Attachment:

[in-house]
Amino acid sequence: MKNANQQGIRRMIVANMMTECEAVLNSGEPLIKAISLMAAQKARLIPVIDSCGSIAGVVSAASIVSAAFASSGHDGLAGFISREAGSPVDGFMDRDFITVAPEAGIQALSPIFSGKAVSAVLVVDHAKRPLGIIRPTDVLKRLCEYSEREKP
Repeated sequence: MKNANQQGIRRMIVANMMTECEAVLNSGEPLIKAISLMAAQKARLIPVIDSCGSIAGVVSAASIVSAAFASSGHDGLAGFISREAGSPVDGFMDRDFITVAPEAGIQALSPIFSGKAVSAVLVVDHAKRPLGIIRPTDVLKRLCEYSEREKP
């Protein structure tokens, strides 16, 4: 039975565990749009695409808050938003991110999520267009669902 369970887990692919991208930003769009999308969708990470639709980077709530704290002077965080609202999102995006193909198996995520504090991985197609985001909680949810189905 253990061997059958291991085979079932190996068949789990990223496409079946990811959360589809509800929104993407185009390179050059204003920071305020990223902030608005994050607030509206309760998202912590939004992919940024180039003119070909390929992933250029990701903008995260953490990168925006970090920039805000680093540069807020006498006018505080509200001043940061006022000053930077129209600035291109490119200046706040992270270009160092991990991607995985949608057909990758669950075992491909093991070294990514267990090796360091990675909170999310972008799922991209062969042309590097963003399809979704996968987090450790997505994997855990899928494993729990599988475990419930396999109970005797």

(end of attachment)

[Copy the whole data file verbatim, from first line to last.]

[in-house]
Amino acid sequence: MKNANQQGIRRMIVANMMTECEAVLNSGEPLIKAISLMAAQKARLIPVIDSCGSIAGVVSAASIVSAAFASSGHDGLAGFISREAGSPVDGFMDRDFITVAPEAGIQALSPIFSGKAVSAVLVVDHAKRPLGIIRPTDVLKRLCEYSEREKP
Repeated sequence: MKNANQQGIRRMIVANMMTECEAVLNSGEPLIKAISLMAAQKARLIPVIDSCGSIAGVVSAASIVSAAFASSGHDGLAGFISREAGSPVDGFMDRDFITVAPEAGIQALSPIFSGKAVSAVLVVDHAKRPLGIIRPTDVLKRLCEYSEREKP
């Protein structure tokens, strides 16, 4: 039975565990749009695409808050938003991110999520267009669902 369970887990692919991208930003769009999308969708990470639709980077709530704290002077965080609202999102995006193909198996995520504090991985197609985001909680949810189905 253990061997059958291991085979079932190996068949789990990223496409079946990811959360589809509800929104993407185009390179050059204003920071305020990223902030608005994050607030509206309760998202912590939004992919940024180039003119070909390929992933250029990701903008995260953490990168925006970090920039805000680093540069807020006498006018505080509200001043940061006022000053930077129209600035291109490119200046706040992270270009160092991990991607995985949608057909990758669950075992491909093991070294990514267990090796360091990675909170999310972008799922991209062969042309590097963003399809979704996968987090450790997505994997855990899928494993729990599988475990419930396999109970005797």